[The] Legal and Political Economy of Hunger (20534). 2 units. The objectives of the course are to understand how governments have sought to combat hunger and malnutrition and to address the crisis of obesity and ill-health by reforming food systems ; why they have so dramatically failed ; and how law and governance are relevant to what can be done about this. We will discuss a range of topics linked in particular to the impact of globalization on the right to food, including international trade, investment in agriculture, the role of transnational corporations in the agrifood sector, and intellectual property rights in agriculture. We will also address the threat of climate change to food security and the debate on the shift to sustainable agriculture, as well as the role of institutional mechanisms aimed at protecting the right to adequate food and the recent reform of global governance of food security. While the focus will be on hunger and undernourishment in developing countries, the seminar will also address the impact on the South of policies in the North (in the areas of agriculture, intellectual property rights, trade and investment, and food aid); and it will address the challenges of food-systems reform in rich countries. Paper required. Enrollment limited to twenty-five. O. De Schutter.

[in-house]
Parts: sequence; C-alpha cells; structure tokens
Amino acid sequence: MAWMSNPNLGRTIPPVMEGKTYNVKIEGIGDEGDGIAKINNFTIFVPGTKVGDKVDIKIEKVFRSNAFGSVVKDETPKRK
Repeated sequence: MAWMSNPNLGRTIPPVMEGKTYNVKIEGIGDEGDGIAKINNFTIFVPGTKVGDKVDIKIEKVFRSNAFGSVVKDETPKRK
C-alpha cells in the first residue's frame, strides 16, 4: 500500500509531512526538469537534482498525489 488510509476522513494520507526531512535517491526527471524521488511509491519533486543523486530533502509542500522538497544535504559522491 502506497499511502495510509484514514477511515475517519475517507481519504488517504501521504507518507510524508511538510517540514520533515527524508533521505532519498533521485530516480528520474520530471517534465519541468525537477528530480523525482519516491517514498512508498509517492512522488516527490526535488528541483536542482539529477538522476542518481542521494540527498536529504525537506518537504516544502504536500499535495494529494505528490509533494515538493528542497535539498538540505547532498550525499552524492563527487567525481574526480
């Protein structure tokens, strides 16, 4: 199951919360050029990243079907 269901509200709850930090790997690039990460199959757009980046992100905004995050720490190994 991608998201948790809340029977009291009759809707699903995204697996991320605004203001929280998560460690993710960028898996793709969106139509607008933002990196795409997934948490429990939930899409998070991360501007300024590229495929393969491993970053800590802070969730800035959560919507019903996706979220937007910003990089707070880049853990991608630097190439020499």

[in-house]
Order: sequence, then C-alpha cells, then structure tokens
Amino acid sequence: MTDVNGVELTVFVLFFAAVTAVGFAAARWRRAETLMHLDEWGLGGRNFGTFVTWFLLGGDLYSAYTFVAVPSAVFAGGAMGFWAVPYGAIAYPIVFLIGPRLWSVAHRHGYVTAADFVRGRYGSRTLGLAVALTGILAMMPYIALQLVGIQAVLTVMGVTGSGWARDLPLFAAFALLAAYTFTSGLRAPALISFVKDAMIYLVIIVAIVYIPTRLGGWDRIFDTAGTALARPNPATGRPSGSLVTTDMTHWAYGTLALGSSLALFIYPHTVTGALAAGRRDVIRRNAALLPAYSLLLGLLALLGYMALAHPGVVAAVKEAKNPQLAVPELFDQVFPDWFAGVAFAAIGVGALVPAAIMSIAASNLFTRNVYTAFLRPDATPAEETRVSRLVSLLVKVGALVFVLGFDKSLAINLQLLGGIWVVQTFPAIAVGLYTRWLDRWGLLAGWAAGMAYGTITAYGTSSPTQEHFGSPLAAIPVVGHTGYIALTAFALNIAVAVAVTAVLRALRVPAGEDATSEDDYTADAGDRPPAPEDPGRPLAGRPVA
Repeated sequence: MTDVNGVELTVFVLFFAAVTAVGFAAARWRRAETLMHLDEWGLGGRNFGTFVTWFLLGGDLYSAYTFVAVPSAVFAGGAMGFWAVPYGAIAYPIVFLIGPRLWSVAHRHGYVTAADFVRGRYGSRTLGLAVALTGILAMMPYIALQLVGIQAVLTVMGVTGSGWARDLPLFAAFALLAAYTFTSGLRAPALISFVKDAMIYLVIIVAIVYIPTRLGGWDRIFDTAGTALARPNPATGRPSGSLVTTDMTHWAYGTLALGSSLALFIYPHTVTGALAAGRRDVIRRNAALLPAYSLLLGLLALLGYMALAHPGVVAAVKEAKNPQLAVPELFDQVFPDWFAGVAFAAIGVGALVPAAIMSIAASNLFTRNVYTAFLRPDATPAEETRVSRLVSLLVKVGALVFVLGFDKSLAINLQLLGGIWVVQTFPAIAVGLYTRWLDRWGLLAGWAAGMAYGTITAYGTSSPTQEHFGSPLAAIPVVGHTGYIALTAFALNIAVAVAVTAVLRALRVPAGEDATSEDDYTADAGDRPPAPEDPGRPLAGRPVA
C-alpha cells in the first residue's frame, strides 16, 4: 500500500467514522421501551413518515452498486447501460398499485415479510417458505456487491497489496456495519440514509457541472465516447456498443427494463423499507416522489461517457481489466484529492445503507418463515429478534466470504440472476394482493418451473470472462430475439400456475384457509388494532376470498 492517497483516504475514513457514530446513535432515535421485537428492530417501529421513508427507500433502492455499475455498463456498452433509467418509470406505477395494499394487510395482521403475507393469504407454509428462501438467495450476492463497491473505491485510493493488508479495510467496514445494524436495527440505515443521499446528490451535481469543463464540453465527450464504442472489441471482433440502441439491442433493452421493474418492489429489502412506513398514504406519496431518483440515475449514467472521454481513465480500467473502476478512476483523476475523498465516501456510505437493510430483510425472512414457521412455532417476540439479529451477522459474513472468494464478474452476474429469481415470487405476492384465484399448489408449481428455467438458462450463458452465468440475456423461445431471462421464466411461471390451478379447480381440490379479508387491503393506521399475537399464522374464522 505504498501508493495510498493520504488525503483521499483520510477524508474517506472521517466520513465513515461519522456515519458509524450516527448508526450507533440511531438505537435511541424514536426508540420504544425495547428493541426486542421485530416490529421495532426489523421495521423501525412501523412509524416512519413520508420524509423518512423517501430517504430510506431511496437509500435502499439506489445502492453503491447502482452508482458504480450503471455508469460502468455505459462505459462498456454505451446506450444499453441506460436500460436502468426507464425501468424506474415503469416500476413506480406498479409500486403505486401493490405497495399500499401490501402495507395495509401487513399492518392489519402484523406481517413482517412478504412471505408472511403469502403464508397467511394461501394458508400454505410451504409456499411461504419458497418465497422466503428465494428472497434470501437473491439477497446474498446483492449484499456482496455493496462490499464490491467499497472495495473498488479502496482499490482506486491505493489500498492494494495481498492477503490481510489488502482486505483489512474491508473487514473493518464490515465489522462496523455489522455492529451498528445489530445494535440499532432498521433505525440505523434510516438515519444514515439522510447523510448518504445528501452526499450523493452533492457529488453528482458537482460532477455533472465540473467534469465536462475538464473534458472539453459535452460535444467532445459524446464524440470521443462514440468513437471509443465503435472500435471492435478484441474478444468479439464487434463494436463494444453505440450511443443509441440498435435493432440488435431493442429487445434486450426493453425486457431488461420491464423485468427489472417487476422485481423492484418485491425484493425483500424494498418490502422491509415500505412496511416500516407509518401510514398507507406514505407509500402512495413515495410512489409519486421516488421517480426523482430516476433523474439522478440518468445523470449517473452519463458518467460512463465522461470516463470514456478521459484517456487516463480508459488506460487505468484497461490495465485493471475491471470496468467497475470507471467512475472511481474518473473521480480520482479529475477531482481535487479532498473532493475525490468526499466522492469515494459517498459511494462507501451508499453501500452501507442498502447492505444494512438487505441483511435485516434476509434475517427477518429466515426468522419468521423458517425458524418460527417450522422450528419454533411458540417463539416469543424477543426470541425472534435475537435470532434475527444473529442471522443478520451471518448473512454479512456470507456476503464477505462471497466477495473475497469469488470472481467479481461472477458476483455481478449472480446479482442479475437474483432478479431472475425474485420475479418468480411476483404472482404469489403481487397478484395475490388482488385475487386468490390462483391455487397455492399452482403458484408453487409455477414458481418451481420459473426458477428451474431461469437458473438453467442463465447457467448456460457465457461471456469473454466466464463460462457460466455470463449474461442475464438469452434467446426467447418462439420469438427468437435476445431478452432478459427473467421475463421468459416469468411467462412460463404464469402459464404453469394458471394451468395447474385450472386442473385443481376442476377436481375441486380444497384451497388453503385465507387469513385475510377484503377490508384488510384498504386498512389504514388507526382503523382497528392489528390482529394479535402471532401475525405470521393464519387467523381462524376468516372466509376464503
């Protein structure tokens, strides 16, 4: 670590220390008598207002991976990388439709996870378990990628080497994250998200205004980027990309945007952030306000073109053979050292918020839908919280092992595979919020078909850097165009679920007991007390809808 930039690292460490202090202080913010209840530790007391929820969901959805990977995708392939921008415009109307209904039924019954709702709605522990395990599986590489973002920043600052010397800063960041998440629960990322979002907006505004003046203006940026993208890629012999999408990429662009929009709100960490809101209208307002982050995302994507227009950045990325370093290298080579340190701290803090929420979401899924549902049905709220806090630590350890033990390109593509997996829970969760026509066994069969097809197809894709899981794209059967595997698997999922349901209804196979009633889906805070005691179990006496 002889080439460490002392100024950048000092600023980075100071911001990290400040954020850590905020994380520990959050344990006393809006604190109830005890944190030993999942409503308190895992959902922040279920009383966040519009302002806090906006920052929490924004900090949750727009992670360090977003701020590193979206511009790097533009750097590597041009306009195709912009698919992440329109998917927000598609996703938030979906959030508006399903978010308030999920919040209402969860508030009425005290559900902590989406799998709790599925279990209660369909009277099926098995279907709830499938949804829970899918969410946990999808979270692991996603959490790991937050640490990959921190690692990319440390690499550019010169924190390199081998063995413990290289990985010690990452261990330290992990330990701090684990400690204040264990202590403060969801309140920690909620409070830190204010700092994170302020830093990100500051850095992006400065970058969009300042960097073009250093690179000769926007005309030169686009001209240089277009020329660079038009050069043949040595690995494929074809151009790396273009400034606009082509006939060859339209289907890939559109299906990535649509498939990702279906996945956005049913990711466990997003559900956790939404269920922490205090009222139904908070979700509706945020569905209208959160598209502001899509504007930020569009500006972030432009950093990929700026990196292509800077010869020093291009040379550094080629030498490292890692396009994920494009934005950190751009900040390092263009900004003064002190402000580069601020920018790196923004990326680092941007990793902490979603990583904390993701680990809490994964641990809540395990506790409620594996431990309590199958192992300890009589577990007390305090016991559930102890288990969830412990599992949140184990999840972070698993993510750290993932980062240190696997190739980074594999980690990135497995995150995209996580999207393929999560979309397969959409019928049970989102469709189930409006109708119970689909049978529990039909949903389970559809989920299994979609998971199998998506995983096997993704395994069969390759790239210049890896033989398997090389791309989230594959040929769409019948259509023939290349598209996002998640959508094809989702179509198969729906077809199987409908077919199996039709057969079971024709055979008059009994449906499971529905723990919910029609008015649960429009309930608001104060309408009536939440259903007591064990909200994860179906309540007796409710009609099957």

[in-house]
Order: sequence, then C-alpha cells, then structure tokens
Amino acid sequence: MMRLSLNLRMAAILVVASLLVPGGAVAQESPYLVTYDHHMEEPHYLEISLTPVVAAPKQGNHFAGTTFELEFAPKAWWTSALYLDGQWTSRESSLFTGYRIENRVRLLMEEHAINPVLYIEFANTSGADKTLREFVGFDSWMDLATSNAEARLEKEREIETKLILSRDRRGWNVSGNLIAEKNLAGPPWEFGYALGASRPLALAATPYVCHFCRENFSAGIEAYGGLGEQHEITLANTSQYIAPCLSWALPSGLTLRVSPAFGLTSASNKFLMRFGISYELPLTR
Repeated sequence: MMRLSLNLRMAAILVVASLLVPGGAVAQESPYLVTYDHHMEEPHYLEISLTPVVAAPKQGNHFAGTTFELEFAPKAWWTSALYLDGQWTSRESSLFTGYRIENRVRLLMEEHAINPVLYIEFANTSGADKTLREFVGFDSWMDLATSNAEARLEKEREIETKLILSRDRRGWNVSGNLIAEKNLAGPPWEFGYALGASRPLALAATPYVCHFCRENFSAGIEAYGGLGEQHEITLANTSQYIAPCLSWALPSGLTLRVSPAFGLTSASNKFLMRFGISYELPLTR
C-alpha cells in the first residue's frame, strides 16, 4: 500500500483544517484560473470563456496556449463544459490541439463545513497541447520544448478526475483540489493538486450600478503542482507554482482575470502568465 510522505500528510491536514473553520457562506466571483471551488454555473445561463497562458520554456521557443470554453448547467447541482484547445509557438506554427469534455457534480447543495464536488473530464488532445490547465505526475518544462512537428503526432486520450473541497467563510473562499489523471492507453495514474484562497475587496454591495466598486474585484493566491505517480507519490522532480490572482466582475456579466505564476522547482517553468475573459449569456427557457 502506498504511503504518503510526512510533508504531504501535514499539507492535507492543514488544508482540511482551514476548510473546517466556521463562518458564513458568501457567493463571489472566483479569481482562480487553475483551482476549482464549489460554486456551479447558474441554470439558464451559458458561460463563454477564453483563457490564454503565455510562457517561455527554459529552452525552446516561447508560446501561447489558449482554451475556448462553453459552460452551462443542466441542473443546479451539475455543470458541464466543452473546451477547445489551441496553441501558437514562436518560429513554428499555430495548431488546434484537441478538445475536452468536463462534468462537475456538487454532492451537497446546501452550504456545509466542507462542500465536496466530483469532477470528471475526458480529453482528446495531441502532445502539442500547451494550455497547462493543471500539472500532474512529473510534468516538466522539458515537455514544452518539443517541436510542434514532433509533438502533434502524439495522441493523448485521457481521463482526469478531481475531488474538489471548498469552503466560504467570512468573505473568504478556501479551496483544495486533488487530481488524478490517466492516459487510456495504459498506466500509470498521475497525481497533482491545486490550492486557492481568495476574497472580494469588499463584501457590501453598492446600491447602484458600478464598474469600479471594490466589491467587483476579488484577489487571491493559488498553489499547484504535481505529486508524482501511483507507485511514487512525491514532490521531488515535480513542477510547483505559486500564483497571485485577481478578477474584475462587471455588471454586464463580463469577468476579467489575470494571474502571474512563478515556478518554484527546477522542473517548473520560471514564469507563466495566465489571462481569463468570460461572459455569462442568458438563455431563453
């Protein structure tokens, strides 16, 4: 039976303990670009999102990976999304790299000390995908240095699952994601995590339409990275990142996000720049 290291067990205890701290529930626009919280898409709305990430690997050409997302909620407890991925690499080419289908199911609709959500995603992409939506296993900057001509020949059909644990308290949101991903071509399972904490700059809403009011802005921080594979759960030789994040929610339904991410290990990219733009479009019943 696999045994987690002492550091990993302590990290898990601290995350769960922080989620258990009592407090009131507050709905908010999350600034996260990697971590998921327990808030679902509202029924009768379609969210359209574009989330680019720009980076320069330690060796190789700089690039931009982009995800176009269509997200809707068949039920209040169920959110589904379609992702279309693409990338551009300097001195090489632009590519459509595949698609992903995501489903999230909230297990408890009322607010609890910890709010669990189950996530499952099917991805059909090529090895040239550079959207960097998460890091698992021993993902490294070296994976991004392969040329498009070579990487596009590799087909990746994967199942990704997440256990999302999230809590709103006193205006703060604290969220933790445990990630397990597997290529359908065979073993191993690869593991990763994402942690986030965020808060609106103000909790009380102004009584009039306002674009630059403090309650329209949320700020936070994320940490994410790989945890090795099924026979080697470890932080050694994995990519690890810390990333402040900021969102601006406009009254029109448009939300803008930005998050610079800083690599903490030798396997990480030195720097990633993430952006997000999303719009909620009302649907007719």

Note: Attendance at the first class is required. Additional classes will be held on three successive weeks in November to make up for those classes that cannot be held September 19 through October 9.